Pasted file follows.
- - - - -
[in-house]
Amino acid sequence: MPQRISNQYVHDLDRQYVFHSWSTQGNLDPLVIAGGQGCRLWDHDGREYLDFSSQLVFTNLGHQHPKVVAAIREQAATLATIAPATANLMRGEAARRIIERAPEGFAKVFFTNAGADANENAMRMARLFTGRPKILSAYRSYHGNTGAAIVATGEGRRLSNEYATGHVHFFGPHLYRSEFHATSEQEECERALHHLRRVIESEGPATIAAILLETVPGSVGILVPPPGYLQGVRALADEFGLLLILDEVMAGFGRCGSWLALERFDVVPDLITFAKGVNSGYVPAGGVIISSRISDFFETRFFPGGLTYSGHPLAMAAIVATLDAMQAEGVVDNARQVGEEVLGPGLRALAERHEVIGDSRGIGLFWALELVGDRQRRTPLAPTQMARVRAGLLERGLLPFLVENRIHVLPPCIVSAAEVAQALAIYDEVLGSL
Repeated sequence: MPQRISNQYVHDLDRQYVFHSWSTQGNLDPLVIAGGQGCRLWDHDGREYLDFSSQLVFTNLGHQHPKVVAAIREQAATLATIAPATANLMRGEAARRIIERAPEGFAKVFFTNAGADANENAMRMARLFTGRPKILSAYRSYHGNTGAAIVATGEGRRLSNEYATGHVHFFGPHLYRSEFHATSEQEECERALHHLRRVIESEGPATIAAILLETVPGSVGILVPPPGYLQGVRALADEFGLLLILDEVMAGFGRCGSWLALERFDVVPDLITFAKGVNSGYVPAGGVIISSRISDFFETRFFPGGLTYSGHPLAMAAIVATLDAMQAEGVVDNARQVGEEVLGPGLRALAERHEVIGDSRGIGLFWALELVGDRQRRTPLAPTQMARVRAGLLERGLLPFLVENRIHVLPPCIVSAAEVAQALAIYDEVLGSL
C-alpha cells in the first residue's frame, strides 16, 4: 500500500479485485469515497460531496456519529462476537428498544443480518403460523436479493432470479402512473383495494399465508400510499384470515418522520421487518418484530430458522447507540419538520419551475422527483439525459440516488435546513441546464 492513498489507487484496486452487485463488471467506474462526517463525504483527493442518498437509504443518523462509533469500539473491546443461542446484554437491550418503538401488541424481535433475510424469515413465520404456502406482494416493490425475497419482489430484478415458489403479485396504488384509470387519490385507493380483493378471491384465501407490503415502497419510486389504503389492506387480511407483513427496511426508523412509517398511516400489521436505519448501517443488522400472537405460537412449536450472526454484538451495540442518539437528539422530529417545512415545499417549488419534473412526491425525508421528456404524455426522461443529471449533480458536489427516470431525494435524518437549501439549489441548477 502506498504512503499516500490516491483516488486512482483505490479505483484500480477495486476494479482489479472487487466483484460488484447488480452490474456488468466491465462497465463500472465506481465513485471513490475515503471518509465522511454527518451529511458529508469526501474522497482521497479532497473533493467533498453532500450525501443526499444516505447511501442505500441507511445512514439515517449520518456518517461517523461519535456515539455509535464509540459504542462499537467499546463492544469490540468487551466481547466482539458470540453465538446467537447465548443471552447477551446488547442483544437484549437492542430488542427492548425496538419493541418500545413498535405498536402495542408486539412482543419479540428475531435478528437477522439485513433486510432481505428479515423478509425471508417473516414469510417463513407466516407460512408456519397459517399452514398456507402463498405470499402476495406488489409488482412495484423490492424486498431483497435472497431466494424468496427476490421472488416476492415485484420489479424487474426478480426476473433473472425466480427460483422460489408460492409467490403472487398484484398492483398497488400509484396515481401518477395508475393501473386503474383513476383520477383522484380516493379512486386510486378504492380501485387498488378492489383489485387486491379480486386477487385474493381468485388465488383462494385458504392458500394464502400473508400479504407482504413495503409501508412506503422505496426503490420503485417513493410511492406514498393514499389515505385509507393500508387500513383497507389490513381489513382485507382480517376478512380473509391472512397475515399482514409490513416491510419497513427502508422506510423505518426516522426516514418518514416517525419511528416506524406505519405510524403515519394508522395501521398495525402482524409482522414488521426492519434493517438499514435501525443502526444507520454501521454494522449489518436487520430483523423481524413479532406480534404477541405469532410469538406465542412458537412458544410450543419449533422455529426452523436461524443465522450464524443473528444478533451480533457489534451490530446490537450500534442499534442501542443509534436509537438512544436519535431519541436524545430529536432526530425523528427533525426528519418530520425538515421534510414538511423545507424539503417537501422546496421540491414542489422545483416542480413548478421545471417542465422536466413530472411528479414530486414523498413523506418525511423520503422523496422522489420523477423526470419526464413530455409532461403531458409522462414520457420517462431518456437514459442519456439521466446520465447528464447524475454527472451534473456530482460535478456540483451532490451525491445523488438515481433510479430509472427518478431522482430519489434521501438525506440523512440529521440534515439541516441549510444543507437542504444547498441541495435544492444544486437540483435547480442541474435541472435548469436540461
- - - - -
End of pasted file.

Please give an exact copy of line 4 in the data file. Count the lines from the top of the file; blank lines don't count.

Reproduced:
C-alpha cells in the first residue's frame, strides 16, 4: 500500500479485485469515497460531496456519529462476537428498544443480518403460523436479493432470479402512473383495494399465508400510499384470515418522520421487518418484530430458522447507540419538520419551475422527483439525459440516488435546513441546464 492513498489507487484496486452487485463488471467506474462526517463525504483527493442518498437509504443518523462509533469500539473491546443461542446484554437491550418503538401488541424481535433475510424469515413465520404456502406482494416493490425475497419482489430484478415458489403479485396504488384509470387519490385507493380483493378471491384465501407490503415502497419510486389504503389492506387480511407483513427496511426508523412509517398511516400489521436505519448501517443488522400472537405460537412449536450472526454484538451495540442518539437528539422530529417545512415545499417549488419534473412526491425525508421528456404524455426522461443529471449533480458536489427516470431525494435524518437549501439549489441548477 502506498504512503499516500490516491483516488486512482483505490479505483484500480477495486476494479482489479472487487466483484460488484447488480452490474456488468466491465462497465463500472465506481465513485471513490475515503471518509465522511454527518451529511458529508469526501474522497482521497479532497473533493467533498453532500450525501443526499444516505447511501442505500441507511445512514439515517449520518456518517461517523461519535456515539455509535464509540459504542462499537467499546463492544469490540468487551466481547466482539458470540453465538446467537447465548443471552447477551446488547442483544437484549437492542430488542427492548425496538419493541418500545413498535405498536402495542408486539412482543419479540428475531435478528437477522439485513433486510432481505428479515423478509425471508417473516414469510417463513407466516407460512408456519397459517399452514398456507402463498405470499402476495406488489409488482412495484423490492424486498431483497435472497431466494424468496427476490421472488416476492415485484420489479424487474426478480426476473433473472425466480427460483422460489408460492409467490403472487398484484398492483398497488400509484396515481401518477395508475393501473386503474383513476383520477383522484380516493379512486386510486378504492380501485387498488378492489383489485387486491379480486386477487385474493381468485388465488383462494385458504392458500394464502400473508400479504407482504413495503409501508412506503422505496426503490420503485417513493410511492406514498393514499389515505385509507393500508387500513383497507389490513381489513382485507382480517376478512380473509391472512397475515399482514409490513416491510419497513427502508422506510423505518426516522426516514418518514416517525419511528416506524406505519405510524403515519394508522395501521398495525402482524409482522414488521426492519434493517438499514435501525443502526444507520454501521454494522449489518436487520430483523423481524413479532406480534404477541405469532410469538406465542412458537412458544410450543419449533422455529426452523436461524443465522450464524443473528444478533451480533457489534451490530446490537450500534442499534442501542443509534436509537438512544436519535431519541436524545430529536432526530425523528427533525426528519418530520425538515421534510414538511423545507424539503417537501422546496421540491414542489422545483416542480413548478421545471417542465422536466413530472411528479414530486414523498413523506418525511423520503422523496422522489420523477423526470419526464413530455409532461403531458409522462414520457420517462431518456437514459442519456439521466446520465447528464447524475454527472451534473456530482460535478456540483451532490451525491445523488438515481433510479430509472427518478431522482430519489434521501438525506440523512440529521440534515439541516441549510444543507437542504444547498441541495435544492444544486437540483435547480442541474435541472435548469436540461